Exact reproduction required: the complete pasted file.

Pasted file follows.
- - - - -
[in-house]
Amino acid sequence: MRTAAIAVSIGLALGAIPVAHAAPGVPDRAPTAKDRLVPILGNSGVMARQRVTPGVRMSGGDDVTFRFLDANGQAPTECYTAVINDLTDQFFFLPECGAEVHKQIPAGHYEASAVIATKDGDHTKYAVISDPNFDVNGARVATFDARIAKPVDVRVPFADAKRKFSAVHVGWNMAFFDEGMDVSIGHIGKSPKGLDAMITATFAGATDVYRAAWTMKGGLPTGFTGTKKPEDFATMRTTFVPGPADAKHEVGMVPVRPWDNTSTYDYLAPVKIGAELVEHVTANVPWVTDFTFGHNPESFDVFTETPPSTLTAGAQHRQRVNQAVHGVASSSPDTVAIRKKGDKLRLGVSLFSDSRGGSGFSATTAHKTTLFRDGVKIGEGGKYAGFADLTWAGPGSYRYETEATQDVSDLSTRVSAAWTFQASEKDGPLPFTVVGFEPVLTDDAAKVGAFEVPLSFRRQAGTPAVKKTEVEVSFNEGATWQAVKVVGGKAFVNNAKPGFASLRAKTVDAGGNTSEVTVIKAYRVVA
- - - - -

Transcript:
[in-house]
Amino acid sequence: MRTAAIAVSIGLALGAIPVAHAAPGVPDRAPTAKDRLVPILGNSGVMARQRVTPGVRMSGGDDVTFRFLDANGQAPTECYTAVINDLTDQFFFLPECGAEVHKQIPAGHYEASAVIATKDGDHTKYAVISDPNFDVNGARVATFDARIAKPVDVRVPFADAKRKFSAVHVGWNMAFFDEGMDVSIGHIGKSPKGLDAMITATFAGATDVYRAAWTMKGGLPTGFTGTKKPEDFATMRTTFVPGPADAKHEVGMVPVRPWDNTSTYDYLAPVKIGAELVEHVTANVPWVTDFTFGHNPESFDVFTETPPSTLTAGAQHRQRVNQAVHGVASSSPDTVAIRKKGDKLRLGVSLFSDSRGGSGFSATTAHKTTLFRDGVKIGEGGKYAGFADLTWAGPGSYRYETEATQDVSDLSTRVSAAWTFQASEKDGPLPFTVVGFEPVLTDDAAKVGAFEVPLSFRRQAGTPAVKKTEVEVSFNEGATWQAVKVVGGKAFVNNAKPGFASLRAKTVDAGGNTSEVTVIKAYRVVA